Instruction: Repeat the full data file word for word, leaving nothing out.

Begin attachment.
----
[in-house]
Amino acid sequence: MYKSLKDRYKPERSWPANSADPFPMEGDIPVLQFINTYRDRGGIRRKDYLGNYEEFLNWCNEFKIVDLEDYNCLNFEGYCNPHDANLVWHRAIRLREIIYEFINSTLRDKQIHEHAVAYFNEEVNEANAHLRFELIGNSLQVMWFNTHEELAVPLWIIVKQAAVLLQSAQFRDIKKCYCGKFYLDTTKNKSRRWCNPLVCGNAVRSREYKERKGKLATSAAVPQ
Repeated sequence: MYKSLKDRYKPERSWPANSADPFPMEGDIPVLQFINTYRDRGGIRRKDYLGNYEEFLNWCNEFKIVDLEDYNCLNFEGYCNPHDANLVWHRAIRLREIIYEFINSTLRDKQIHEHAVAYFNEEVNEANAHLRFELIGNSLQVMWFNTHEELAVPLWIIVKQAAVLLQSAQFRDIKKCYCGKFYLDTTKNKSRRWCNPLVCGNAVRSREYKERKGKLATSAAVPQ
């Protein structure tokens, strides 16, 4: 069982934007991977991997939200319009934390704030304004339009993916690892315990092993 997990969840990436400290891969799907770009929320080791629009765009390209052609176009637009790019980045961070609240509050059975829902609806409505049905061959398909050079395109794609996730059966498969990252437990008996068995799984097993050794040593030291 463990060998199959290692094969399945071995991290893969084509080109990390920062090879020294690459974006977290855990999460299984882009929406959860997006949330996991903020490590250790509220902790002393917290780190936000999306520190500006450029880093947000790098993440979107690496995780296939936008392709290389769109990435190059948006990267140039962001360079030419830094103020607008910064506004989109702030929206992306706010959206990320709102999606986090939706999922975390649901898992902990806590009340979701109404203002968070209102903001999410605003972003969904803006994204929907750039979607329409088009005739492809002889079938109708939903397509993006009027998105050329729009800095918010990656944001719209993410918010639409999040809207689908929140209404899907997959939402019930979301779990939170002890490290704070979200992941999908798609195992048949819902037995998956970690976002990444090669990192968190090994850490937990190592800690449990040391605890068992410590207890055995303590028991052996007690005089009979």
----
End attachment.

[in-house]
Amino acid sequence: MYKSLKDRYKPERSWPANSADPFPMEGDIPVLQFINTYRDRGGIRRKDYLGNYEEFLNWCNEFKIVDLEDYNCLNFEGYCNPHDANLVWHRAIRLREIIYEFINSTLRDKQIHEHAVAYFNEEVNEANAHLRFELIGNSLQVMWFNTHEELAVPLWIIVKQAAVLLQSAQFRDIKKCYCGKFYLDTTKNKSRRWCNPLVCGNAVRSREYKERKGKLATSAAVPQ
Repeated sequence: MYKSLKDRYKPERSWPANSADPFPMEGDIPVLQFINTYRDRGGIRRKDYLGNYEEFLNWCNEFKIVDLEDYNCLNFEGYCNPHDANLVWHRAIRLREIIYEFINSTLRDKQIHEHAVAYFNEEVNEANAHLRFELIGNSLQVMWFNTHEELAVPLWIIVKQAAVLLQSAQFRDIKKCYCGKFYLDTTKNKSRRWCNPLVCGNAVRSREYKERKGKLATSAAVPQ
């Protein structure tokens, strides 16, 4: 069982934007991977991997939200319009934390704030304004339009993916690892315990092993 997990969840990436400290891969799907770009929320080791629009765009390209052609176009637009790019980045961070609240509050059975829902609806409505049905061959398909050079395109794609996730059966498969990252437990008996068995799984097993050794040593030291 463990060998199959290692094969399945071995991290893969084509080109990390920062090879020294690459974006977290855990999460299984882009929406959860997006949330996991903020490590250790509220902790002393917290780190936000999306520190500006450029880093947000790098993440979107690496995780296939936008392709290389769109990435190059948006990267140039962001360079030419830094103020607008910064506004989109702030929206992306706010959206990320709102999606986090939706999922975390649901898992902990806590009340979701109404203002968070209102903001999410605003972003969904803006994204929907750039979607329409088009005739492809002889079938109708939903397509993006009027998105050329729009800095918010990656944001719209993410918010639409999040809207689908929140209404899907997959939402019930979301779990939170002890490290704070979200992941999908798609195992048949819902037995998956970690976002990444090669990192968190090994850490937990190592800690449990040391605890068992410590207890055995303590028991052996007690005089009979």